And, there is nothing worse than a Christian hypocrite -- the kind of person who sits in the front pew on Sunday, but snubs you on the way going out. Pope Francis has called hypocrisy perhaps the worst of sins, " a virus; "it does not have a color, but rather play with halftones. It creeps in and seduces with the charm of the lie." (That is about as perfect a description of Satan as I have ever heard. )
The next time that someone is rude to me, all the while calling herself Christian, I will offer a mysterious smile and say, "I love you, too! Body of Christ." Then, I will walk away.
(c) Spiritual Devotional 2016. All Rights Reserved.
Wednesday, January 20, 2016
"Brothers and sisters: There are different kinds of spiritual gifts but the same Spirit; there are different forms of service but the same Lord; there are different workings but the same God who produces all of them in everyone.
To each individual the manifestation of the Spirit is given for some benefit. To one is given through the Spirit the expression of wisdom; to another, the expression of knowledge according to the same Spirit; to another, faith. By the same Spirit; to another gifts of healing. . ; to another, mighty deeds; to another prophecy; to another, discernment of spirits; to another, varieties of tongues; to another, interpretation of tongues. But one and the same Spirit produces all of these, distributing them individually to each person as he wishes." -[ 1 Corinthians 12: 4-11].
In the little town where I grew up, there were two hair salons. The one where I had gone, since I was a tiny girl, ended up closing when the owner retired. I decided to try the other salon.
When I got there for my appointment, I sat in the stylist chair. I spent a lot of time threading the layers of my hair through my fingers, brushing it out, and giving explicit directions about how I wanted my hair to be cut. All that explanation did not matter. I ended up looking like all the other women who exited that salon. We all had the same haircut.
I found that odd. And somewhat creepy.
This Scripture in 1 Corinthians emphasizes that God created us all to be different. On purpose. He did not create us all to be CEO's. Or for us all to have gifted musical abilities and end up becoming multiple Grammy award winners.
Growing up, I was told that I would work in the financial sector. This is because my father did it, and my grandfather before him. I literally had no choice. I was told, "Major in this subject, go to this graduate school, work for the same company as your father, and work in such and so department." I was told, in no uncertain terms, that if I did not comply, tuition would be cut off, and I would be out on my own. What I felt?-- Fear.
As a dutiful daughter, I did as I was told. But, I started developing a serious depression by the time that I reached graduate school. Then I began my job after graduation. I would cry every Sunday night as the sun went down, because that meant I would be back on the job the next morning. The job that I hated.
So, I had to lead a double life. My work self-- who was assertive, regulation-bound, unemotional, always rational. Only outside of my work could I be myself. No wonder I was getting depressed and anxious. I also began to feel enormously guilty for being "unable" to be exactly like the successful business people in my family.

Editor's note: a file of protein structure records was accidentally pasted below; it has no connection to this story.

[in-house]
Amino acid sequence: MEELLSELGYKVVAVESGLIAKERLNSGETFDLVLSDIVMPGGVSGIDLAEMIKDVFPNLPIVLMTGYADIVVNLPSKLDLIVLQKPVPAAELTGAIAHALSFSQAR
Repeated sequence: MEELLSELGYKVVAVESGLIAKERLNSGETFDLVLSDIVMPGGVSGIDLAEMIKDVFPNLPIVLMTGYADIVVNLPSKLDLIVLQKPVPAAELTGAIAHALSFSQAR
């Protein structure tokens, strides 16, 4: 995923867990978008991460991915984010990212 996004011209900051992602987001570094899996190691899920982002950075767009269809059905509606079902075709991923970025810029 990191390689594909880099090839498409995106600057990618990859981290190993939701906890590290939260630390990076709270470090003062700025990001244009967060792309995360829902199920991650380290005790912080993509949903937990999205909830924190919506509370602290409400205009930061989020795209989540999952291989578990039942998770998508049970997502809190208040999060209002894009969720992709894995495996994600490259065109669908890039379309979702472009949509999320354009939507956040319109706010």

At the same time, I would wonder, 'Can my mother really tell ME who I am?' If she saw some trait or gift in me that she did not like, she would hiss at me, "I NEVER taught you that!!" Was it in her purview to mold me, because she had given birth to me? OR, was it God all along who had created me, according to the gifts that had come from HIM?
But it was never "allowed" for me to understand that, perhaps, I was cut from a different cloth.
Once, when I proffered my hope that I might be different than my family, my mother sneered at me, "Yeah. Right!"
Once, at my job, a temporary employee arrived for a few months. I used to talk to her before the start of the day, or at lunch time. As she got to know me, she came to see that I am gentle, creative, spiritual, and soft-spoken. I am not the business type -- at all. So, she turned to me and said, "What ARE you doing here?" I started to wonder, what was she seeing about me that I could not see? Was I losing my whole sense of self?
And if vast swathes of us are forced to pursue professions that are not our gift, we risk universal mediocrity. We stretch ourselves thin, trying to excel at something that is not our gift.
This is the cost of forcing everyone into the same mold. We end up with not only anxiety and depression, but something more. Our gifts come from the Spirit. When we suppress what comes from the Spirit, we manufacture two selves: our public persona; and our private self whom no one can see. We lose our soul.
Today, the American Dream is for everyone to go to college. The pressure to get there is enormous. If you don't go to college, you are considered a failure. The New York Times [April 25, 2014] reports that 65.9% of high school graduates go on to college. We mourn that 40% of high school students are not cut out for college!
But, in 1900, half of all students did not achieve 8th grade. The percentage of high school graduates who went on to college in 1900 was 6.4%.
No, I am not advocating ignorance and lack of education. BUT, Steve Jobs did not complete college. My house painter, who makes more than I ever did, did not go to college.
Must we ALL be the same? Must we ALL drive the same cars, wear the same haircuts, the same clothes with the same designer logos, must we ALL go to college, must we ALL conform to someone else's mainstream-media worship of materialism?